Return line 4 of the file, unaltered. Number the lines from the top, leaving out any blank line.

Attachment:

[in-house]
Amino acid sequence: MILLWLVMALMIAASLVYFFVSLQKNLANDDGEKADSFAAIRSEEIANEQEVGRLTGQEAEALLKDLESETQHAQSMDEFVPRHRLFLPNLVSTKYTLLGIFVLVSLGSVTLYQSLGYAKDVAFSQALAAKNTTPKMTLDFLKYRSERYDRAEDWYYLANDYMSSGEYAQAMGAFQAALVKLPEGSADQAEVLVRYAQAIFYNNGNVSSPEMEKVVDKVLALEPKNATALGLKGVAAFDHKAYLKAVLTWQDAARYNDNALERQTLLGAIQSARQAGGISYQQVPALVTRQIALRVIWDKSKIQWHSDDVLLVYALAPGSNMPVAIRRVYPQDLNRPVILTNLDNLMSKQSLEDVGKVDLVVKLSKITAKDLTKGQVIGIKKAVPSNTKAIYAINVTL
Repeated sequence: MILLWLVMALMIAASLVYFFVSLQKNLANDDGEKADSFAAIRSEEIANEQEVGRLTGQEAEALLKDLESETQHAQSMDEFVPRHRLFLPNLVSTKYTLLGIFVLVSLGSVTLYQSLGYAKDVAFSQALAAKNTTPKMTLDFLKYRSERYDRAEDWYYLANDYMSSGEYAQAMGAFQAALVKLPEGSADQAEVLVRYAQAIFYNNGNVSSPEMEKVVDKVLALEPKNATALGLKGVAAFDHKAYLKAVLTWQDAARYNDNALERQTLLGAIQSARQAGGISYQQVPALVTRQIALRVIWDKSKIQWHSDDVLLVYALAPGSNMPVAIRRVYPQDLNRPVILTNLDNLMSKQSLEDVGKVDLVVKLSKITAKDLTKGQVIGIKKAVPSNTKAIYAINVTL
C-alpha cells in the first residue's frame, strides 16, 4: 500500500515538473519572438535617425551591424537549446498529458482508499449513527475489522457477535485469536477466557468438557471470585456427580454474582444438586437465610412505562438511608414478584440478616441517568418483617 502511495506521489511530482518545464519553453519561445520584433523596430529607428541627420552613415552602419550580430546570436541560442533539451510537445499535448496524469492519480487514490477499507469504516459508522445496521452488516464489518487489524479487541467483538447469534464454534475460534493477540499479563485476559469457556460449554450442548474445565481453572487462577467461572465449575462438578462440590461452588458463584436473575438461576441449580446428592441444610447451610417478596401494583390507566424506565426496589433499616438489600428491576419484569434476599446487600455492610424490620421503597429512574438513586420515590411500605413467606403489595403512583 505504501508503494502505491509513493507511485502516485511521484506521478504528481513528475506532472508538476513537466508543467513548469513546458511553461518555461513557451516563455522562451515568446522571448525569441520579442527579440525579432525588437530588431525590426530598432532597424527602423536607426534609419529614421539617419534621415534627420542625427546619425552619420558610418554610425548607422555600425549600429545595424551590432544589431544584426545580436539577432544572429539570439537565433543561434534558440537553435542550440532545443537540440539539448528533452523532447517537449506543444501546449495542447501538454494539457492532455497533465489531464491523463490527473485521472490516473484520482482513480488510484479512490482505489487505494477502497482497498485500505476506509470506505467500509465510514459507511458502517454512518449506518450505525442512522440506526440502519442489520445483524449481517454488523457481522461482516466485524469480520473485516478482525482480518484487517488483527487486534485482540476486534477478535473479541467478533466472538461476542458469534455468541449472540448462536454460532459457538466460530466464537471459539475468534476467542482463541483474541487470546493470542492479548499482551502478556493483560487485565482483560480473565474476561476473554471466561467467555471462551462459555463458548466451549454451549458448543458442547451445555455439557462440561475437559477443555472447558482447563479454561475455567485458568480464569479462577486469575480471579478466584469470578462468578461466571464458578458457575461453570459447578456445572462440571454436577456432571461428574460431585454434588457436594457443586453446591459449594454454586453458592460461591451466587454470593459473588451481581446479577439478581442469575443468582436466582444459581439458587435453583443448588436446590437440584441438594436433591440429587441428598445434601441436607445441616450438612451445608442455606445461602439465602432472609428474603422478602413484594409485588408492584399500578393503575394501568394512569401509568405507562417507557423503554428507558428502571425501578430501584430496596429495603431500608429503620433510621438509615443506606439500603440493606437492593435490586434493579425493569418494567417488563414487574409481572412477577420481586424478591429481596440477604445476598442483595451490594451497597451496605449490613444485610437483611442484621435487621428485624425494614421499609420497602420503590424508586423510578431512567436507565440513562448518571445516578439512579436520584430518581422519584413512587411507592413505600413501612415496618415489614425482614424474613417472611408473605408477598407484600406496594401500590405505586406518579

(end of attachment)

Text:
C-alpha cells in the first residue's frame, strides 16, 4: 500500500515538473519572438535617425551591424537549446498529458482508499449513527475489522457477535485469536477466557468438557471470585456427580454474582444438586437465610412505562438511608414478584440478616441517568418483617 502511495506521489511530482518545464519553453519561445520584433523596430529607428541627420552613415552602419550580430546570436541560442533539451510537445499535448496524469492519480487514490477499507469504516459508522445496521452488516464489518487489524479487541467483538447469534464454534475460534493477540499479563485476559469457556460449554450442548474445565481453572487462577467461572465449575462438578462440590461452588458463584436473575438461576441449580446428592441444610447451610417478596401494583390507566424506565426496589433499616438489600428491576419484569434476599446487600455492610424490620421503597429512574438513586420515590411500605413467606403489595403512583 505504501508503494502505491509513493507511485502516485511521484506521478504528481513528475506532472508538476513537466508543467513548469513546458511553461518555461513557451516563455522562451515568446522571448525569441520579442527579440525579432525588437530588431525590426530598432532597424527602423536607426534609419529614421539617419534621415534627420542625427546619425552619420558610418554610425548607422555600425549600429545595424551590432544589431544584426545580436539577432544572429539570439537565433543561434534558440537553435542550440532545443537540440539539448528533452523532447517537449506543444501546449495542447501538454494539457492532455497533465489531464491523463490527473485521472490516473484520482482513480488510484479512490482505489487505494477502497482497498485500505476506509470506505467500509465510514459507511458502517454512518449506518450505525442512522440506526440502519442489520445483524449481517454488523457481522461482516466485524469480520473485516478482525482480518484487517488483527487486534485482540476486534477478535473479541467478533466472538461476542458469534455468541449472540448462536454460532459457538466460530466464537471459539475468534476467542482463541483474541487470546493470542492479548499482551502478556493483560487485565482483560480473565474476561476473554471466561467467555471462551462459555463458548466451549454451549458448543458442547451445555455439557462440561475437559477443555472447558482447563479454561475455567485458568480464569479462577486469575480471579478466584469470578462468578461466571464458578458457575461453570459447578456445572462440571454436577456432571461428574460431585454434588457436594457443586453446591459449594454454586453458592460461591451466587454470593459473588451481581446479577439478581442469575443468582436466582444459581439458587435453583443448588436446590437440584441438594436433591440429587441428598445434601441436607445441616450438612451445608442455606445461602439465602432472609428474603422478602413484594409485588408492584399500578393503575394501568394512569401509568405507562417507557423503554428507558428502571425501578430501584430496596429495603431500608429503620433510621438509615443506606439500603440493606437492593435490586434493579425493569418494567417488563414487574409481572412477577420481586424478591429481596440477604445476598442483595451490594451497597451496605449490613444485610437483611442484621435487621428485624425494614421499609420497602420503590424508586423510578431512567436507565440513562448518571445516578439512579436520584430518581422519584413512587411507592413505600413501612415496618415489614425482614424474613417472611408473605408477598407484600406496594401500590405505586406518579